New tail recursion decorator
Tim N. van der Leeuw
tim.leeuwvander at nl.unisys.com
Fri May 12 15:49:59 CEST 2006
Hi Michele,
I'm sorry, but you misunderstood me.
There are two definitions of the factorial() function, one given by the
OP and the other given by Duncan.
I tested both factorial() definitions with, and without the
tail_recursion decorator (the version of the OP). So I had 4
factorial-functions defined in my test-file:
@tail_recursion
def factorial(n, acc=1):
# do the stuff
pass
def factorial_r(n, acc=1):
# do the stuff
pass
@tail_recursion
def factorial2(n):
# do the stuff
pass
def factorial2_r(n):
# do the stuff
pass
All four functions give the same output for the tests I did (n=120, and
n=1000).
Using timeit, both factorial(1000) and factorial2(1000) are somewhat
faster than factorial_r(1000) respectively factorial2_r(1000).
However, factorial(1000) and factorial_r(1000) are both 10x faster than
factorial2(1000) and factorial2_r(1000).
It's the latter performance difference which I do not understand.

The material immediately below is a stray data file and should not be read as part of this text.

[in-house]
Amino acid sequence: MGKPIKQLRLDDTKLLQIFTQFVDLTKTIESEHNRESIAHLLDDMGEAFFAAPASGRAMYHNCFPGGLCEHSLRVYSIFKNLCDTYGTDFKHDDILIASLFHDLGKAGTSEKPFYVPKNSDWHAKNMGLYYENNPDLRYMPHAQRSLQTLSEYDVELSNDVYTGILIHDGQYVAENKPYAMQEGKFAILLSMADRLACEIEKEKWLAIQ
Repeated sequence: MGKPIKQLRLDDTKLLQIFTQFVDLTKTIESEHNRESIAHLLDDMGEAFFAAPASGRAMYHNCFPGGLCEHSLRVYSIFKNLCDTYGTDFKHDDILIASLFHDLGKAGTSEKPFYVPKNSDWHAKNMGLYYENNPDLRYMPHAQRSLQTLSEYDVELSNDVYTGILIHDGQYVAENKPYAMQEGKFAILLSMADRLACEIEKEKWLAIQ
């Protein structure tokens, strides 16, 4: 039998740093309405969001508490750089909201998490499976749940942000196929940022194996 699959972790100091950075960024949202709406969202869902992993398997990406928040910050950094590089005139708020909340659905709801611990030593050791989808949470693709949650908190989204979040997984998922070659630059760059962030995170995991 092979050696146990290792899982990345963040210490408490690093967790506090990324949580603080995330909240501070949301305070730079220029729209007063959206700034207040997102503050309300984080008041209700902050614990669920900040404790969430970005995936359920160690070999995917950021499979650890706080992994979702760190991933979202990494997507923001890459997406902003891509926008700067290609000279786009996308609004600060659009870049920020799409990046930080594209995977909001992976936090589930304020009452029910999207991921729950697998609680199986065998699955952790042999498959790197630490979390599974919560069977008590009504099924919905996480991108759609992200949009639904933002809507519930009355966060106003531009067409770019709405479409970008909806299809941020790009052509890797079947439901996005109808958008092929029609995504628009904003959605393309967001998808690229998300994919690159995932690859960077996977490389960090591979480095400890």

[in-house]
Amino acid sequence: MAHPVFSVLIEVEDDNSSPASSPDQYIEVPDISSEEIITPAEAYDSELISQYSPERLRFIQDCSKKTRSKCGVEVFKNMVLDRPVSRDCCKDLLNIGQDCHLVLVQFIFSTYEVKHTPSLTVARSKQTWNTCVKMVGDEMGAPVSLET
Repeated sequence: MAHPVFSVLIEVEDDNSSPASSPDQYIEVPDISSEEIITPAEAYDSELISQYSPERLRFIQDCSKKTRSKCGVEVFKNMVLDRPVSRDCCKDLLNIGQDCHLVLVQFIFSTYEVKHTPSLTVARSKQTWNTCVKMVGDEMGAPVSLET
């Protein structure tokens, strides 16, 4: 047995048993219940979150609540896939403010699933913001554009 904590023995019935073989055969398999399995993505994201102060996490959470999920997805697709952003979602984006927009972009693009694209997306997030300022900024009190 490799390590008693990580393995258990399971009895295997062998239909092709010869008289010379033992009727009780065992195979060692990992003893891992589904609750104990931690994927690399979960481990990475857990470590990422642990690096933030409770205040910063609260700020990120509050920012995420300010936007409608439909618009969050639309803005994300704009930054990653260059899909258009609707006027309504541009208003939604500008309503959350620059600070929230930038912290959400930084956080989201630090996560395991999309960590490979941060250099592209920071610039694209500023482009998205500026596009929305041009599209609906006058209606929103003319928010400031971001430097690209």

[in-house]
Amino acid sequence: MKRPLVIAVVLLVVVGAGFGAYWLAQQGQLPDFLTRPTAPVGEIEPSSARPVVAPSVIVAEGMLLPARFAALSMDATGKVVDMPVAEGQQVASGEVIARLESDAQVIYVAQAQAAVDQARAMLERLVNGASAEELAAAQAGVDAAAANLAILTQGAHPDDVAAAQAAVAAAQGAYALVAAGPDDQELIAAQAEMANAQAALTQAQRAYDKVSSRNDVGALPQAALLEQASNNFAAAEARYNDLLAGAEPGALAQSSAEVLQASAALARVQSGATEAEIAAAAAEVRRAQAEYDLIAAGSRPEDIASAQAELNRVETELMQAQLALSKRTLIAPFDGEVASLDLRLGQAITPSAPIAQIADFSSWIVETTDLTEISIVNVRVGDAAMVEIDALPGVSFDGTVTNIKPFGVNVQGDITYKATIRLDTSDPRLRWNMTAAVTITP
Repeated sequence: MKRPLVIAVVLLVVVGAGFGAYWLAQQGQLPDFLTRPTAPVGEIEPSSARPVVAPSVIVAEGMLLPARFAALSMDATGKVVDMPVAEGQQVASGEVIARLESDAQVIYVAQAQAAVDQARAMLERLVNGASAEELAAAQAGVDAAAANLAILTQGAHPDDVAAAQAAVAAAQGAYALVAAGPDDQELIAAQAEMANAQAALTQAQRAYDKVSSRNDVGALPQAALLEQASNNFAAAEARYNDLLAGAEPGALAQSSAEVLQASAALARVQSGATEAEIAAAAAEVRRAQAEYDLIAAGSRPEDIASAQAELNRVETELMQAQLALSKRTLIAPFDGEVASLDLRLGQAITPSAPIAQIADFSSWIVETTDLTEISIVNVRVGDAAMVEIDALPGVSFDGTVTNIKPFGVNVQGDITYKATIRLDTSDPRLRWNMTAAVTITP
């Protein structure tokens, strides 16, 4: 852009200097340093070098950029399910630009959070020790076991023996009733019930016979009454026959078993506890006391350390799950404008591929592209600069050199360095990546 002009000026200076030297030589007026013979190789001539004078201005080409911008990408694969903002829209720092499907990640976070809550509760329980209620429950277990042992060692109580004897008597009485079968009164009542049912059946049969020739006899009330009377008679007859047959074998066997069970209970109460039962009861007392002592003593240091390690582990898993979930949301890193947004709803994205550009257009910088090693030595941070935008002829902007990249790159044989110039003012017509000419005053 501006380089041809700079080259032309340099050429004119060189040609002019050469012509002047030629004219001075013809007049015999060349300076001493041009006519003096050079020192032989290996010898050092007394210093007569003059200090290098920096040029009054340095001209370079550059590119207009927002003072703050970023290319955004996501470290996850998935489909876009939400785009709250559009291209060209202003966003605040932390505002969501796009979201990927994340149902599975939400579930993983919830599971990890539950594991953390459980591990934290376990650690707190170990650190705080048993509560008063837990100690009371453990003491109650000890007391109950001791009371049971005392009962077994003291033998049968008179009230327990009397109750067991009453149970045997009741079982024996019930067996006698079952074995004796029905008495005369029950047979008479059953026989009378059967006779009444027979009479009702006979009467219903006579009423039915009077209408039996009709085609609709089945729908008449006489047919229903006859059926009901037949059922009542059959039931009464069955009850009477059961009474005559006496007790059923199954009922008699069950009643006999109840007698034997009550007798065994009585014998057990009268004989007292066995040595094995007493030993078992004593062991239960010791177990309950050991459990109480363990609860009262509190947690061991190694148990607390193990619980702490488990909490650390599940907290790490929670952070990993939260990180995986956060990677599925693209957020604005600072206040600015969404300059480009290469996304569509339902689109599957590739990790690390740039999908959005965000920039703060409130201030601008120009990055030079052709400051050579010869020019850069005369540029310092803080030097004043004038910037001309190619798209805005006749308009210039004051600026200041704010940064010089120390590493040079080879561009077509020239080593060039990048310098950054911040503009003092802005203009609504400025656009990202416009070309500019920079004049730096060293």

The other thing I do not understand, due to my limited understanding of
what is tail-recursion: factorial2 (Duncan's definition) is not proper
tail-recursion. Why not? How does it differ from 'real' tail recursion?
And if it's not proper tail-recursion and therefore should not work,
then how comes that the tests I do show it to work? And I seemed to
consistently get a slightly better performance from factorial2(1000)
than from factorial2_r(1000).
NB: Regarding the recursion limits, I don't know what would be the
stacklimit on my system (Python 2.4.3 on WinXP SP2). I already
calculated the factorial of 500000 using the recursive (non-decorated)
function...
Cheers,
--Tim
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